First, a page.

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The role of functional variants in the aetiology of polycystic ovary syndrome

Smith, Rebecca (2017) The role of functional variants in the aetiology of polycystic ovary syndrome. Honours thesis, Murdoch University.

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PDF - Whole Thesis
Embargoed until August 2018.

Abstract

Polycystic ovary syndrome (PCOS) is the most common endocrinopathy affecting reproductive aged women, as well as being the leading cause of anovulatory infertility. The syndrome is characterised by hyperandrogenism, anovulation, an overabundance of preovulatory follicles within the ovary and insulin resistance. Sufferers also have an increased risk of developing type 2 diabetes, obesity, endometrial cancer, and mental health sequalae.

It is well understood that PCOS has a genetic component with a heterogeneous mode of inheritance, as is evident from familial and population studies. However, despite the discovery of a number of risk alleles via genome wide association studies (GWAS), the genetic aetiology of the syndrome remains largely unknown. An alternative approach to GWAS for identifying mutations involved in genetic diseases is via whole exome sequencing. This method detects functional variants (i.e. mutations occurring in protein coding genes) that are present within the exome and are segregating within affected families. Therefore, undertaking exome sequencing on PCOS patients has the potential to identify genetic lesions involved in the aetiology of the syndrome.

The overarching aim for this project was to increase understanding of the aetiology of PCOS by identifying functional variants within families afflicted with PCOS using exome sequencing. To achieve this, bioinformatic analysis was performed on exome sequencing data files collected before the commencement of this project by the Keogh Institute. The functional variant rs143321413 within the eukaryotic elongation factor kinase 2 (EEF2K) gene was identified within one of the exome sequenced families affected by PCOS. The possible functional role of the rs143321413 variant was then investigated using an in vitro model system. This was done by producing mammalian expression vectors containing wildtype and mutant EEF2K sequences. These vectors were then transfected into a human embryonic kidney cell line containing the SV40 large T antigen (HEK293FT cells). Protein was extracted and a co-immunoprecipitation was performed to determine whether rs143321413 impacts the ability of EEF2K to bind to its substrate. Lastly, exome sequencing was also carried out on additional women affected by PCOS who were newly recruited throughout this project to identify new functional variants for future study.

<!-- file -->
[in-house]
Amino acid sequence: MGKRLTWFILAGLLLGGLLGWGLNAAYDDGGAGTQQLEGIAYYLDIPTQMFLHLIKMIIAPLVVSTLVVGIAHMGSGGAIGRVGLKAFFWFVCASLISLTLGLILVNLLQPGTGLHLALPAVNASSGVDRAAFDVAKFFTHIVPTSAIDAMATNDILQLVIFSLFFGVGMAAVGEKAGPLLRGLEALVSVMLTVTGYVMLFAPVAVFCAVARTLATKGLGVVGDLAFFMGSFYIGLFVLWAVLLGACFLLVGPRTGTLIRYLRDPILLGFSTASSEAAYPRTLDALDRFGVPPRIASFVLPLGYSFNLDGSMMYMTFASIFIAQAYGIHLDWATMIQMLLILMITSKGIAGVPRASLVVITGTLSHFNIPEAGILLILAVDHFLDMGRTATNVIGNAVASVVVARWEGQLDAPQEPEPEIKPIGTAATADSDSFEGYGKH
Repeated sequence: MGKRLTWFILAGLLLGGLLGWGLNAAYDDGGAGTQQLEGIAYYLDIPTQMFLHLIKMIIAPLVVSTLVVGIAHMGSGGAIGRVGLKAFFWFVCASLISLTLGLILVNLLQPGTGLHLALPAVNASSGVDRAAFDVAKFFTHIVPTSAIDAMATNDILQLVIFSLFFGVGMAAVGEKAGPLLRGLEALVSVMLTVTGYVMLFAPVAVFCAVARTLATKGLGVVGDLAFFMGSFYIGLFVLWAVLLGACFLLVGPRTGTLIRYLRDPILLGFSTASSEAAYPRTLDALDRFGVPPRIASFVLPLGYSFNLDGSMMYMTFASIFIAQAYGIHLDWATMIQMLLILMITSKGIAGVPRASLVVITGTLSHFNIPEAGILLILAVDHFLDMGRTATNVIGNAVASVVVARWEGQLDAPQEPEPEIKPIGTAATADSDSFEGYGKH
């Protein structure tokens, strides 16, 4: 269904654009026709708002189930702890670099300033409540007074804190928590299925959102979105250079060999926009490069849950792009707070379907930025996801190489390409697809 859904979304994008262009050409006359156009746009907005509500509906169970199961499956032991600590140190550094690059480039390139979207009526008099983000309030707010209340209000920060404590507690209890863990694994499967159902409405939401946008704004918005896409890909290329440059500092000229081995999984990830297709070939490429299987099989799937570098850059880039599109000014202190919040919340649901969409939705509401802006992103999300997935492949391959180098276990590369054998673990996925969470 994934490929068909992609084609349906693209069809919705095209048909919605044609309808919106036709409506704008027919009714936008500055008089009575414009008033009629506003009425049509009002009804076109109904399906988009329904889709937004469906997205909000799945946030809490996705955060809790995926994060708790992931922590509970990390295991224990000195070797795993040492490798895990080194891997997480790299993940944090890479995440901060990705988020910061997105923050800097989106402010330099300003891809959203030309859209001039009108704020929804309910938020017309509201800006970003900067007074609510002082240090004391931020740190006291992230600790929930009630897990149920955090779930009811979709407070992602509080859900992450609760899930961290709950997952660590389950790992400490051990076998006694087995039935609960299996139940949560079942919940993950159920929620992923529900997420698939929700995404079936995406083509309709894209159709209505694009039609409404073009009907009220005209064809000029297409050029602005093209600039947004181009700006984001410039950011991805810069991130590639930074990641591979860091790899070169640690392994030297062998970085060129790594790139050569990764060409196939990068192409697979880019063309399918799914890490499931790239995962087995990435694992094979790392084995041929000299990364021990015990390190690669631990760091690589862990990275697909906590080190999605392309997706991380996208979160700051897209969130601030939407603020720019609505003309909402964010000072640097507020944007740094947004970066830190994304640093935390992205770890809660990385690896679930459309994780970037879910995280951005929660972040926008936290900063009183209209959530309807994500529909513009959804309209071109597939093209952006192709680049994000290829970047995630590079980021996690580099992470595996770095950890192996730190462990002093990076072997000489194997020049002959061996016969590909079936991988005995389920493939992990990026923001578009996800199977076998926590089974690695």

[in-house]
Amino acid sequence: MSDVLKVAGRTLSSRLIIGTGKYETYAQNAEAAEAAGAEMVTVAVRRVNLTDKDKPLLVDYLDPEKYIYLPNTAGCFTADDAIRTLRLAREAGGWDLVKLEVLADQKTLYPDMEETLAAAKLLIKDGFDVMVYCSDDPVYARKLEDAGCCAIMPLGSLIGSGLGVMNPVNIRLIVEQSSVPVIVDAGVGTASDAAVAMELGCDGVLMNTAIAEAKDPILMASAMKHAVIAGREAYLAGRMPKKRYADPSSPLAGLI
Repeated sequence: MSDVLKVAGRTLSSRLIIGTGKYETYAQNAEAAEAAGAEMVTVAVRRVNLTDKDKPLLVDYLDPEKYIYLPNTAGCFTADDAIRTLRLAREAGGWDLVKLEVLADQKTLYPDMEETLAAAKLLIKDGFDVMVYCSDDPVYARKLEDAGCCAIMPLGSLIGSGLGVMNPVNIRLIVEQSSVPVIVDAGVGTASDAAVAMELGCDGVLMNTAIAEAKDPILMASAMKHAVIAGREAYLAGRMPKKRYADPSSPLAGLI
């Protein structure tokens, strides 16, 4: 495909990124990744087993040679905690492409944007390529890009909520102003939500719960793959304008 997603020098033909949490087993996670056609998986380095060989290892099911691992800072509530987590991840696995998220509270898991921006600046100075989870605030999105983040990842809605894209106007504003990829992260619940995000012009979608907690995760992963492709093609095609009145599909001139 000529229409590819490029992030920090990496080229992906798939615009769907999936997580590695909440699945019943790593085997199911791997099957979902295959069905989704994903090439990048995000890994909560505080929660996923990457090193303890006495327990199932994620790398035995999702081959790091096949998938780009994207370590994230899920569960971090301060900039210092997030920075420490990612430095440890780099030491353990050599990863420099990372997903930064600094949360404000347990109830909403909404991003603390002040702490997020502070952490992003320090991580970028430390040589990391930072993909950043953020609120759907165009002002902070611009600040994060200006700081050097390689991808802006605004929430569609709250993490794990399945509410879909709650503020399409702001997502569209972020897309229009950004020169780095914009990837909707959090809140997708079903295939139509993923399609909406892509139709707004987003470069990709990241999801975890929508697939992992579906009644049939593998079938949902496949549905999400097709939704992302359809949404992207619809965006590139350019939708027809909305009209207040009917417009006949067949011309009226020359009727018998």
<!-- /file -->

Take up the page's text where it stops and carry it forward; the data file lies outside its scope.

The main finding from this thesis was the discovery of the novel rs143321413 variant, which has the potential to be involved with PCOS. Mammalian expression vectors containing both wildtype EEF2K and mutant EEF2K sequences were successfully created. Additionally, optimisation of the protocol was accomplished for transfection reactions to induce expression of these vectors within HEK293FT cells.Both of these experimental achievements will aid in the future research of rs143321413 and by extension PCOS. Finally, two additional variants were identified within the data from the newly exome sequenced individuals, that have the potential to be involved in aetiology of PCOS.

Publication Type: Thesis (Honours)
Murdoch Affiliation: School of Veterinary and Life Sciences
Supervisor: Wilson, S., Stuckey, B. and Mead, Robert
URI: http://researchrepository.murdoch.edu.au/id/eprint/38196
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